WASHINGTON — President Barack Obama and his team are tantalizingly close to their first major success in plugging BP’s oil spill in the Gulf of Mexico after nearly three months of confounding setbacks.
Even if the capping plan that's under way works, many struggles lie ahead, however.
BP still must kill the well, which could take weeks more. Cleaning up the spill has proved far trickier than envisioned. The administration’s long-term economic and environmental response will depend on the magnitude of the damage, which may take months or even years to emerge.
"We're at a game changing point,” National Incident Commander Thad Allen told McClatchy on Monday. Still, Allen said, "Nobody should be happy that this happened. If there’s oil in the water nobody should ever be happy with their response because all you’re doing is trying to make the best out of a bad situation."
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The spill has become one of the biggest challenges of Obama's presidency, and how well the Gulf Coast states fare now and in the next few years could play a significant role in shaping the president’s legacy.
After underestimating for weeks how hard it would be for BP to stop the spill and how massive a federal response would be required, the administration has displayed a visibly more assertive role since mid-June in challenging and directing the oil company.
Behind the scenes, Allen said, that recognition came weeks earlier — in mid-to-late May — though still weeks after the April 20 explosion of the Deepwater Horizon that killed 11 and marked the start of the spill.
“It became so geographically dispersed where you weren’t dealing with a single oil spill anymore, which started to defy the original planning parameters,” Allen said. “I don’t think there’s any doubt that ultimately the scope of this thing and the complexity of this thing started to dwarf the response plans and the resources put against that plan and we had to adapt to it.”
Knowing that was one thing. Doing it took weeks.
Then suddenly last Friday, Allen announced that BP was ready to install a tight-fitting containment cap that officials believe can stop within days all oil from leaking into the Gulf until the well is killed.
Disaster response and environmental experts are divided over how harshly to critique the administration’s initial response.
More than 540 miles of coastline are oiled. About one-third of federal waters in the Gulf — 81,181 square miles — are closed to fishing.
As much as 80 percent of the oil that's spilled might still be in the water or along the coast, if the government’s high-range estimate of 60,000 barrels per day is accurate.
More than 46,000 people are involved in the response. BP has reported spending $3.5 billion already.
Nine million feet of boom, dozens of aircraft and more than 6,400 vessels have been deployed.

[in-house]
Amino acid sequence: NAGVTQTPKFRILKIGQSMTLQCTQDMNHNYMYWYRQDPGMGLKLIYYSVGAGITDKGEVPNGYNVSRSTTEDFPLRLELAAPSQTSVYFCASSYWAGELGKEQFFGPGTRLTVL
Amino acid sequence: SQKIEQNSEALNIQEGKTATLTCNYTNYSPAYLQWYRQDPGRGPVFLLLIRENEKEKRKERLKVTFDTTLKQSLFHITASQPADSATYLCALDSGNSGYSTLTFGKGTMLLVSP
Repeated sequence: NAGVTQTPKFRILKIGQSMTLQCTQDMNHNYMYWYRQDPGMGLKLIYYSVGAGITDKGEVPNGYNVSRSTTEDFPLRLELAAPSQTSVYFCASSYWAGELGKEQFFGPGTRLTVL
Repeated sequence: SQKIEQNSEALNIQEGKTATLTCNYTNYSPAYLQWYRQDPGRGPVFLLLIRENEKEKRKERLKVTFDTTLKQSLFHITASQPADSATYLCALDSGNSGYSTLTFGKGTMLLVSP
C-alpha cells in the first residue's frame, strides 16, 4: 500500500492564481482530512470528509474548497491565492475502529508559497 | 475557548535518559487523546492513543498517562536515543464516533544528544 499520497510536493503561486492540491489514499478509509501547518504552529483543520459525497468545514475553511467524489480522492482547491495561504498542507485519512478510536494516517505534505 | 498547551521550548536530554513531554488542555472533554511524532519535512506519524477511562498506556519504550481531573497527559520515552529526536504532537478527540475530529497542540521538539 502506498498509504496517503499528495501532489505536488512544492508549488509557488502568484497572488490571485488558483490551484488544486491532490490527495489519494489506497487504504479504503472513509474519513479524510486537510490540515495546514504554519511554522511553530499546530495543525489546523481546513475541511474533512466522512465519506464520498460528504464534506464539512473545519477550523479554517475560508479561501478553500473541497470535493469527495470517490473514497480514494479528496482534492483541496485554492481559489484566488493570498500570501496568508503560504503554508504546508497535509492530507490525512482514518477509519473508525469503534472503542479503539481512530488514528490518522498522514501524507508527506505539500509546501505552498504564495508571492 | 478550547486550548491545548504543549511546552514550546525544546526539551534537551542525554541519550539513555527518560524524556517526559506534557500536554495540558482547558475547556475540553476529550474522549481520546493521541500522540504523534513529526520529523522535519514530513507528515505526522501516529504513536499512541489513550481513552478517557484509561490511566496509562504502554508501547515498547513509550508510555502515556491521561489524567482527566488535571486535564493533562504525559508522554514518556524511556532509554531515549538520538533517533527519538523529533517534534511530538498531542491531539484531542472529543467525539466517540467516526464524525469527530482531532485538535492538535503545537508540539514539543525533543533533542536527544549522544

Despite the effort, more oil enters the Gulf each second. The Coast Guard describes it as a new spill every day.
“When the administration saw this was much worse than was envisioned, the first reaction shouldn’t have been ‘Let’s deliberate,’ ” said Daniel Kaniewski, a special assistant for homeland security under President George W. Bush and the co-author of an analysis of failures in the Hurricane Katrina response. “It should have been, ‘Let’s do this, and BP is paying for whatever it is we're doing.' "
However, Marilyn Heiman, a former Interior Department official in the Clinton administration who now leads the U.S. Arctic Program for the Pew Environment Group, said the administration was hobbled by the sorry state of regulation for decades, the unprecedented scope of the spill and the fact that BP’s paperwork and assurances in those first days painted such a different picture of what to expect.
“BP caused the spill. BP was negligent. BP didn’t have enough equipment to clean up the spill,” she said. “The government did the best with what they had at the moment, which was not very much.”
David M. Uhlmann, who headed the Justice Department's environmental crimes section for seven years during the Clinton and Bush administrations, said the federal government “has lots of experts in a whole bunch of areas” and that “with enough time and rallying of the troops the government can do almost anything. But they’re not set up to do this out the gate.”
Still, officials who are sympathetic to the administration’s limitations say the failure to react fast enough could have lasting consequences.
“Early on, I think there was too much of an optimistic viewpoint of the magnitude of the spill and the impacts of the spill, and not enough was done to aggressively prepare the resources to react to the spill,” said Michael Sole, the secretary of the Florida Department of Environmental Protection.